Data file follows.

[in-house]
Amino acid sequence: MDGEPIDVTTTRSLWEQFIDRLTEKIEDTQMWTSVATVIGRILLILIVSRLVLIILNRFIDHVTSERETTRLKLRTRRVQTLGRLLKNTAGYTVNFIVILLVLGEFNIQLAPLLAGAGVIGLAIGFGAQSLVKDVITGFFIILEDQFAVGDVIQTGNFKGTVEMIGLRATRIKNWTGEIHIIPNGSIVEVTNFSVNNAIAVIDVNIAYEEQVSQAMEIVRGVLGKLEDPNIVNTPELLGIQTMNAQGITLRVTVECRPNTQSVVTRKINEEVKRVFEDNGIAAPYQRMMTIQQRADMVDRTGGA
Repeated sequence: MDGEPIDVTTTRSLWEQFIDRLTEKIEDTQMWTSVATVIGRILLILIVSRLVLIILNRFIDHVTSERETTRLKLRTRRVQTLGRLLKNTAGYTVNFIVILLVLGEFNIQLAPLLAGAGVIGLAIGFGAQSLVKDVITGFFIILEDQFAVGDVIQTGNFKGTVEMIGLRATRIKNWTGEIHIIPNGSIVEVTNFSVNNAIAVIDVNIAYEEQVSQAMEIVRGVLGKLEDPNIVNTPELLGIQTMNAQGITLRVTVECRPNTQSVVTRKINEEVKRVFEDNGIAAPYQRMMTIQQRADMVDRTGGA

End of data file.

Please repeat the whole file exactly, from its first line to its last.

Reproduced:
[in-house]
Amino acid sequence: MDGEPIDVTTTRSLWEQFIDRLTEKIEDTQMWTSVATVIGRILLILIVSRLVLIILNRFIDHVTSERETTRLKLRTRRVQTLGRLLKNTAGYTVNFIVILLVLGEFNIQLAPLLAGAGVIGLAIGFGAQSLVKDVITGFFIILEDQFAVGDVIQTGNFKGTVEMIGLRATRIKNWTGEIHIIPNGSIVEVTNFSVNNAIAVIDVNIAYEEQVSQAMEIVRGVLGKLEDPNIVNTPELLGIQTMNAQGITLRVTVECRPNTQSVVTRKINEEVKRVFEDNGIAAPYQRMMTIQQRADMVDRTGGA
Repeated sequence: MDGEPIDVTTTRSLWEQFIDRLTEKIEDTQMWTSVATVIGRILLILIVSRLVLIILNRFIDHVTSERETTRLKLRTRRVQTLGRLLKNTAGYTVNFIVILLVLGEFNIQLAPLLAGAGVIGLAIGFGAQSLVKDVITGFFIILEDQFAVGDVIQTGNFKGTVEMIGLRATRIKNWTGEIHIIPNGSIVEVTNFSVNNAIAVIDVNIAYEEQVSQAMEIVRGVLGKLEDPNIVNTPELLGIQTMNAQGITLRVTVECRPNTQSVVTRKINEEVKRVFEDNGIAAPYQRMMTIQQRADMVDRTGGA